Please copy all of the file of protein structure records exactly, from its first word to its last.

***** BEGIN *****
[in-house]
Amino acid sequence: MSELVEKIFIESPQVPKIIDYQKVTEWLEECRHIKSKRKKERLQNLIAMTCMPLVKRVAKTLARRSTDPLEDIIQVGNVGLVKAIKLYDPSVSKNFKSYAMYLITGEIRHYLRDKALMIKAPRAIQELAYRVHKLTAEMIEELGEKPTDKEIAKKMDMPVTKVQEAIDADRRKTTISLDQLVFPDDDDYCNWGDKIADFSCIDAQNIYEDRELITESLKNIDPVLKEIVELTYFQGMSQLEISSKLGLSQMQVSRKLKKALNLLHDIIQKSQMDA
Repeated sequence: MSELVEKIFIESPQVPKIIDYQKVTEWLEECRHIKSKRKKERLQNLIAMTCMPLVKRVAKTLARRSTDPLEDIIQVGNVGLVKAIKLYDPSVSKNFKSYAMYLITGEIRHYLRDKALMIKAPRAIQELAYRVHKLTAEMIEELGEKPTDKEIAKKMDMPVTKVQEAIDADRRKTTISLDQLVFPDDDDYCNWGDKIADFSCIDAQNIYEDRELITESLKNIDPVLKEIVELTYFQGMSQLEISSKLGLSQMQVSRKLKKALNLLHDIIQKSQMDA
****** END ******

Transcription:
[in-house]
Amino acid sequence: MSELVEKIFIESPQVPKIIDYQKVTEWLEECRHIKSKRKKERLQNLIAMTCMPLVKRVAKTLARRSTDPLEDIIQVGNVGLVKAIKLYDPSVSKNFKSYAMYLITGEIRHYLRDKALMIKAPRAIQELAYRVHKLTAEMIEELGEKPTDKEIAKKMDMPVTKVQEAIDADRRKTTISLDQLVFPDDDDYCNWGDKIADFSCIDAQNIYEDRELITESLKNIDPVLKEIVELTYFQGMSQLEISSKLGLSQMQVSRKLKKALNLLHDIIQKSQMDA
Repeated sequence: MSELVEKIFIESPQVPKIIDYQKVTEWLEECRHIKSKRKKERLQNLIAMTCMPLVKRVAKTLARRSTDPLEDIIQVGNVGLVKAIKLYDPSVSKNFKSYAMYLITGEIRHYLRDKALMIKAPRAIQELAYRVHKLTAEMIEELGEKPTDKEIAKKMDMPVTKVQEAIDADRRKTTISLDQLVFPDDDDYCNWGDKIADFSCIDAQNIYEDRELITESLKNIDPVLKEIVELTYFQGMSQLEISSKLGLSQMQVSRKLKKALNLLHDIIQKSQMDA